Pakistani films hit a low point
As we move closer to the now debunked Mayan Apocalypse that was supposed to occur at the end of this year, I wonder…giant sunspots erupting from the Sun, earthquakes around the world, severe storms, tornadoes in New York City, and thousands without electricity on the Eastern Seaboard of the USA. Sounds like a movie, but it is reality 2012. Oh, and let's not forget that October is Zombie Awareness Month, the U.S. Federal Emergency Management Agency's monthly zombie-preparedness campaign. (Other organizations also use pop-culture references—even fictitious ones like “The Walking Dead”—to promote gearing up for real disasters.)
But maybe the worst sign of all (operative word maybe) is the pending death of the Pakistani film industry, or "Lollywood" as it is known. Each year, between eight and ten Punjabi films are released (except in 2010, when 16 were released and people talked of a "comeback"). The death knell rang as the Pakistani Parliament failed to allocate funds for the film industry; 2012 may be the year with the least number of film releases in the industry’s history. It is being reported that only two or three Lahore-based productions are scheduled to open.
Chaudhry Kamran, producer of last year’s Bhai Log, explained why to the Pakistani Express Tribune. “Why would investors want to make a film which is unable to recover [the investment]?” he asked, adding that his movie was a hit when it was released at the end of the Muslim fasting holiday of Ramadan and drew in large crowds.
Lahore was once considered the hub of filmmaking and television productions in Pakistan. But today, if one walks into any big studio in the city, they will see that productions have come to a drastic halt.
Zoraiz Lashari, chairman of the Film Exhibitor Association, noted that the release of two Punjabi films was still not confirmed. He also claimed that the long-term forecast for Punjabi films has been under scrutiny for quite a while.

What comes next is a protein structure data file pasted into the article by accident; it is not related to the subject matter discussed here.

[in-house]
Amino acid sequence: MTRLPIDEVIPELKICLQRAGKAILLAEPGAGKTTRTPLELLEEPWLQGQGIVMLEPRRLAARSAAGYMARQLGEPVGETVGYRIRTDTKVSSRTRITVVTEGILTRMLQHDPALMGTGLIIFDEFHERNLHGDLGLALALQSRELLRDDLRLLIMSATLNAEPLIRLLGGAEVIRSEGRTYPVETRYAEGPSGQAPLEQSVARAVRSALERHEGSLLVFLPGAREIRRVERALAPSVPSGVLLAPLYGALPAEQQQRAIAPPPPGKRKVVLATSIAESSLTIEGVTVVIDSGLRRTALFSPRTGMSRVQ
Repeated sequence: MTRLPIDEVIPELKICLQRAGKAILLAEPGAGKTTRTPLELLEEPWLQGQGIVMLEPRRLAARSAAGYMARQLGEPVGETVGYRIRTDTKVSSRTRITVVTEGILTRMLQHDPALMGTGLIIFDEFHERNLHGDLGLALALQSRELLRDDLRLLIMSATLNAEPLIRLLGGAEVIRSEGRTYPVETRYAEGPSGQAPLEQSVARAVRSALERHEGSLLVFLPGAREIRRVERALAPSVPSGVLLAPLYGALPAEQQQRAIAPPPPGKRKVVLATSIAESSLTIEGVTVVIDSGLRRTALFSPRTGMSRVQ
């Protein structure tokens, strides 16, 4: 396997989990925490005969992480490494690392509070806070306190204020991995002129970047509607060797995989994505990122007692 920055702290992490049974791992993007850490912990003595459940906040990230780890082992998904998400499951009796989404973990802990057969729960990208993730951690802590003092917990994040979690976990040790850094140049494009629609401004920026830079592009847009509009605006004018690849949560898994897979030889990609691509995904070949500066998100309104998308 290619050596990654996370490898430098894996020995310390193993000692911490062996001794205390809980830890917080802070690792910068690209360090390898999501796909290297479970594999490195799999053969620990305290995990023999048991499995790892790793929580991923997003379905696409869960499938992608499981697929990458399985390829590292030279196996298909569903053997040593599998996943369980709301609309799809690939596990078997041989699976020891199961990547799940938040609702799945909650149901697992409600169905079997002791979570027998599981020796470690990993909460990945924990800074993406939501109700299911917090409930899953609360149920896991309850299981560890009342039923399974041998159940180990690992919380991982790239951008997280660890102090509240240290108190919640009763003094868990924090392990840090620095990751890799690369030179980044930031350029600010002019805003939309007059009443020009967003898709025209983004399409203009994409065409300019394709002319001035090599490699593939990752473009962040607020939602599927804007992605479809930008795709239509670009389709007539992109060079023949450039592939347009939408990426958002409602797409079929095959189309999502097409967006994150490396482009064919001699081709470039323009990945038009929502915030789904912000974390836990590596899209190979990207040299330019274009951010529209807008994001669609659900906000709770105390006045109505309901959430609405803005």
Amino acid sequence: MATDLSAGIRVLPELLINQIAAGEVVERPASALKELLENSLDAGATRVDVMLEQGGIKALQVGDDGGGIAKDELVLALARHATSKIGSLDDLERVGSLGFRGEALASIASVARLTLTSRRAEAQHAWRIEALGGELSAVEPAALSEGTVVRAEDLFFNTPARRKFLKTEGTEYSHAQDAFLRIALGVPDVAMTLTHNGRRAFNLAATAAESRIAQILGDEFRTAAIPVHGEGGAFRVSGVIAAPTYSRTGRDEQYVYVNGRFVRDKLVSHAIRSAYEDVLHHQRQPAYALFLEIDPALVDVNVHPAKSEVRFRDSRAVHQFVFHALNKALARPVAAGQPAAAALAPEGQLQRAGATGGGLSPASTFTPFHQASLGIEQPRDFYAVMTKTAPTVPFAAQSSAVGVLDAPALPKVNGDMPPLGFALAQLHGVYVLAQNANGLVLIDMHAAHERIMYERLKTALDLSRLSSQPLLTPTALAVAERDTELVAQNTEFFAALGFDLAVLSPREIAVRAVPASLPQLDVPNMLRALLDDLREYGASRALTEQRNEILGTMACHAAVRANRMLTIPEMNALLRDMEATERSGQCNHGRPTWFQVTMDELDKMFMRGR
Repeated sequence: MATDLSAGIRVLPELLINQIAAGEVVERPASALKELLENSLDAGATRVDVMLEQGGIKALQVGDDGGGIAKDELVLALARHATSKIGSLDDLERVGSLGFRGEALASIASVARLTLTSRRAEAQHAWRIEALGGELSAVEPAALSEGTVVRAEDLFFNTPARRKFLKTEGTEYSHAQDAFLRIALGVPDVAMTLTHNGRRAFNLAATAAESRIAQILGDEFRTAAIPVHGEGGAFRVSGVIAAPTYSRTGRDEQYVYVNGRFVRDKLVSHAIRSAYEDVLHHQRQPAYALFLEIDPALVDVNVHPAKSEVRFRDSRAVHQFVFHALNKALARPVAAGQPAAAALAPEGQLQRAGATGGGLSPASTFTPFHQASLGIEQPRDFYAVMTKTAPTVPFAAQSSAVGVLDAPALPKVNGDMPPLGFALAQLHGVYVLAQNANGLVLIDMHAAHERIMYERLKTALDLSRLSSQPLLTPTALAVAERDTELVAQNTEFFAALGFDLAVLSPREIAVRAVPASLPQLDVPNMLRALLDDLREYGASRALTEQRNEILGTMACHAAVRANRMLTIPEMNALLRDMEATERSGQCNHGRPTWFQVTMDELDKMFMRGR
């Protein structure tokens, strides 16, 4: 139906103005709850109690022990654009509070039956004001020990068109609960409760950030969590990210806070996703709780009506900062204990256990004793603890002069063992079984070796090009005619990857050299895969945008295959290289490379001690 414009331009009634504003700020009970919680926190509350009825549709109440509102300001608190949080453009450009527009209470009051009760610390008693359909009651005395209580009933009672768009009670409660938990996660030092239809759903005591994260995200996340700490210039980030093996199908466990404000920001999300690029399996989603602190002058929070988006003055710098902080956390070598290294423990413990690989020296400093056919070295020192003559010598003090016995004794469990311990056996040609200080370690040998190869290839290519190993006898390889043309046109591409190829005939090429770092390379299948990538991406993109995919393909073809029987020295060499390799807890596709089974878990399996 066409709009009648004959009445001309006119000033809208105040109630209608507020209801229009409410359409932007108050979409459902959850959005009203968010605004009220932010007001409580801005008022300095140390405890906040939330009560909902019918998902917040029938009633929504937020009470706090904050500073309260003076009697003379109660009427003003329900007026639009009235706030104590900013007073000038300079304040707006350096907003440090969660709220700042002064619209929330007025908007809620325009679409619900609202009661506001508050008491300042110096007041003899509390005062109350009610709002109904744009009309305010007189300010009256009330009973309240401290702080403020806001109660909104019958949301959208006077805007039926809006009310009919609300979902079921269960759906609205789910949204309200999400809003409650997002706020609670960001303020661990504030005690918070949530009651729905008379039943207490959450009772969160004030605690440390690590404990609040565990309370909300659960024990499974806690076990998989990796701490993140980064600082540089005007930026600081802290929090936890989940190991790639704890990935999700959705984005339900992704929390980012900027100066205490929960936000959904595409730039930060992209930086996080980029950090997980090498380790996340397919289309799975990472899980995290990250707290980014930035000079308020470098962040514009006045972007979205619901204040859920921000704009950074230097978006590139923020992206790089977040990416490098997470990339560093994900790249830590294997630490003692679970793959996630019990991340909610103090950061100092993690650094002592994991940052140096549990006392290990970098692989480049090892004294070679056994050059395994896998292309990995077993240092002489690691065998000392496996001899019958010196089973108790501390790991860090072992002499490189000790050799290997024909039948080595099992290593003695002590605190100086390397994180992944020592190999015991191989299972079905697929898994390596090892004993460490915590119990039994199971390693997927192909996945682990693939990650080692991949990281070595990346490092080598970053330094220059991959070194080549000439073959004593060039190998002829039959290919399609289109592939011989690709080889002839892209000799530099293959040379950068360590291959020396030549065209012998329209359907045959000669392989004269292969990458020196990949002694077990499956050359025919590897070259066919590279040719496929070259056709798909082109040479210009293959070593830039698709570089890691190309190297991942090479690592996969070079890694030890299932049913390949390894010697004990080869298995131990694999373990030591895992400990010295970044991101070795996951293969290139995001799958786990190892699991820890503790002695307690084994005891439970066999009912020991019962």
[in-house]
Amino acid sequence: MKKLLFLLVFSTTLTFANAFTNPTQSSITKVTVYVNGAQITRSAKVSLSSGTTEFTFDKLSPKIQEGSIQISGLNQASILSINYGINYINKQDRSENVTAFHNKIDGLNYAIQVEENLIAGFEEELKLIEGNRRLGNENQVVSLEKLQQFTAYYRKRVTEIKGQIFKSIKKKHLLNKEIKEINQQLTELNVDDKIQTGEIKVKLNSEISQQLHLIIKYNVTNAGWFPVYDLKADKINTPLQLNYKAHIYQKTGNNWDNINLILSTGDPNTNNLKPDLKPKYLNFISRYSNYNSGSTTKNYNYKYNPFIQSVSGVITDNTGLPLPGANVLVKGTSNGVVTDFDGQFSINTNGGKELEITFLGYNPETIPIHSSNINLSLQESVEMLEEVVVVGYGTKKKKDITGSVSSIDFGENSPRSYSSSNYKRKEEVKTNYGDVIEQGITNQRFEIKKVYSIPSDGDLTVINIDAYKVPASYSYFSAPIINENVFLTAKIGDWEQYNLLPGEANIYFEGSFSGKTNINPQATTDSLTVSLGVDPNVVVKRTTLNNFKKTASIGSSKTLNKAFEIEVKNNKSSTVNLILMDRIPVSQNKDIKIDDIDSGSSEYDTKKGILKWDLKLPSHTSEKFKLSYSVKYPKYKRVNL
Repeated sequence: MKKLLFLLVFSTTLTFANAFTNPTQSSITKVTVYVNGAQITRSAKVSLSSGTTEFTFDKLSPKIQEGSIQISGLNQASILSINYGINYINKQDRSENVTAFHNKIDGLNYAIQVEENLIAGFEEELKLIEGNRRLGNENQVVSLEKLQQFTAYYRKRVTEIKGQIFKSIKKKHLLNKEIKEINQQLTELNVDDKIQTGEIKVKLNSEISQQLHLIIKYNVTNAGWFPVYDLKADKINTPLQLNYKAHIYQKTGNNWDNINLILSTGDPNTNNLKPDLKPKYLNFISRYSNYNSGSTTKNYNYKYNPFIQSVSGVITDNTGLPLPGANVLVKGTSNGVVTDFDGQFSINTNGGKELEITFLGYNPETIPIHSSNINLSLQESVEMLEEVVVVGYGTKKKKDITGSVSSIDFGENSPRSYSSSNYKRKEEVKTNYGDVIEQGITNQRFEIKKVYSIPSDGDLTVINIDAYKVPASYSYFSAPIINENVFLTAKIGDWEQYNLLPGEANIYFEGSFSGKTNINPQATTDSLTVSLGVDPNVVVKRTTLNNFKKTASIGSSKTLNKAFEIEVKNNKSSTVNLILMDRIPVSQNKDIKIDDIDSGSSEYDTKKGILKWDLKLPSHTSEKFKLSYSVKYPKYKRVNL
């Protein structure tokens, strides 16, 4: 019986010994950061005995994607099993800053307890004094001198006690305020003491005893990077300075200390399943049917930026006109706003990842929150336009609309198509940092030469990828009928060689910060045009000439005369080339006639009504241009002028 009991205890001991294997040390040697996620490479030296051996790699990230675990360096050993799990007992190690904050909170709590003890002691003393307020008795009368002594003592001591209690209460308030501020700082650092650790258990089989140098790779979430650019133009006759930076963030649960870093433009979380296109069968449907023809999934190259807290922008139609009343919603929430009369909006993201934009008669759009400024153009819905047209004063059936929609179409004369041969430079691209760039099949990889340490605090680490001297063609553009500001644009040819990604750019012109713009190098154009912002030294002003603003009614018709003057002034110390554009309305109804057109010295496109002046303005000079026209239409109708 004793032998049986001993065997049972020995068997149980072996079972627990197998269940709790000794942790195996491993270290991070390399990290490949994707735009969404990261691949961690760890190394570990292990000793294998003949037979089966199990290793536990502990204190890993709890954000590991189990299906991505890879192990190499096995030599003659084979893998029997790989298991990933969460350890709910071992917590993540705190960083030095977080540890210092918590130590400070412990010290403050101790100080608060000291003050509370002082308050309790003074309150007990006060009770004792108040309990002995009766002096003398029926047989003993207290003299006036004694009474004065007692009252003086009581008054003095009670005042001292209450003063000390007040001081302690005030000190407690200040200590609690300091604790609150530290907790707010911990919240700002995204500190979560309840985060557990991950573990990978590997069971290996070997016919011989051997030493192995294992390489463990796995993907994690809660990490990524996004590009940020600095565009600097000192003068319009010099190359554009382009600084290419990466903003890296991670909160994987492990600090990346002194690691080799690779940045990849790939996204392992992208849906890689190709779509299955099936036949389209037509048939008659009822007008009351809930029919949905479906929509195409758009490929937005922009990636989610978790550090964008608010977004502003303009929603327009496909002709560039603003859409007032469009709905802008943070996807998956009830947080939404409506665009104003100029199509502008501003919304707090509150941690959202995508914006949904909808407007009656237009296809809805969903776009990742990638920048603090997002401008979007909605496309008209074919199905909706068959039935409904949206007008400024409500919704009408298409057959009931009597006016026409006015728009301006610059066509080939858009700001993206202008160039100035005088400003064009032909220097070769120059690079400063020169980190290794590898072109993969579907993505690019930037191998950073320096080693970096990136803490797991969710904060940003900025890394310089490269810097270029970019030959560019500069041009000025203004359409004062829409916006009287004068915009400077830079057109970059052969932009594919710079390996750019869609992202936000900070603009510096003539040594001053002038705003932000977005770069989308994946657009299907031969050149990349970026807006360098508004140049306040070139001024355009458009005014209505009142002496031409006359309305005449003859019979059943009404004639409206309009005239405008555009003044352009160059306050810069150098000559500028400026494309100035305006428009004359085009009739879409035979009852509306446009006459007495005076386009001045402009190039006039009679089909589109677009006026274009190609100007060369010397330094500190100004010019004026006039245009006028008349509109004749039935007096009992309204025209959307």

Hanoi Plans Second Film Fest
Vietnam will hold its second international film festival in Hanoi in November. The Hanoi International Film Festival, organized by the Ministry of Culture, Sports and Tourism, will take place Nov. 25–29, with the theme “the development and unification of the Asia-Pacific film industry.” The fest will include a competition, a Panorama screening, a focus on Korean and Vietnamese films, a program on contemporary films made in and about Hanoi, and a Talent Campus.
The Lure of Thailand
Why do foreign filmmakers shoot in Thailand? According to The Economist's “Big Mac 2012” index (which compares the cost of Big Macs around the world), the Australian dollar goes over 100 percent further in Thailand than at home. The Euro and U.S. dollar rate almost as favorably. Its cheaper, folks!
Cinemas Boost Cities
All those little things that you always wanted to know, but didn't know who to ask.
According to CNNGo, cinemas have a lot to do with a city’s evolution to greatness:
Highest number of cinemas: Paris (302), Shanghai (230), Istanbul (118)
Highest number of cinema admissions (in millions): Paris (58.2), London (41.6), Shanghai (22.9)
Highest number of foreign films released theatrically: London (438), Tokyo (358), Berlin (315)
Highest number of film festivals: Paris (190), London (61), New York (57)
In September, Myanmar's Parliament approved a new draft foreign-investment law aimed at opening the country up to capital and job creation. There is no minimum amount for foreign investment.
Myanmar has been essentially closed to investment from Western countries for five decades, due first to isolationist policies and later to international economic sanctions. Sanctions were eased this year after President Thein Sein implemented a series of political reforms.
Myint Soe, a movie theatre owner and an executive member of the Myanmar Chamber of Commerce and Industry, stated, "What Myanmar needs is a law that will attract new investment rather than restrict it. Allowing 50% foreign equity in joint ventures was also conducive to attracting foreign investors, who might be wary if the law tilted in favor of too much protection for local entrepreneurs."
Even before the new investment laws were passed by the Myanmar Parliament, Thailand's Goldenduck Group had staked claim to work on three projects in Myanmar. While they have not yet invested in opening an office there like in several other ASEAN countries, business has been steadily building.
First for Mingalar Cinema in Yangon, they designed, supplied and installed a state-of-the-art cinema system (both projection and sound systems). Next they were commissioned by the government to create an audiovisual system at a military museum. And most recently, they designed, supplied and installed the equipment of an audio, sound and lighting system for the Thingaha Hotel, located in Myanmar's capital of Nay Pvi Taw. The Thingaha has among the most cutting-edge design concepts, state-of-the-art technology innovations and exceptional personalized service in that country.
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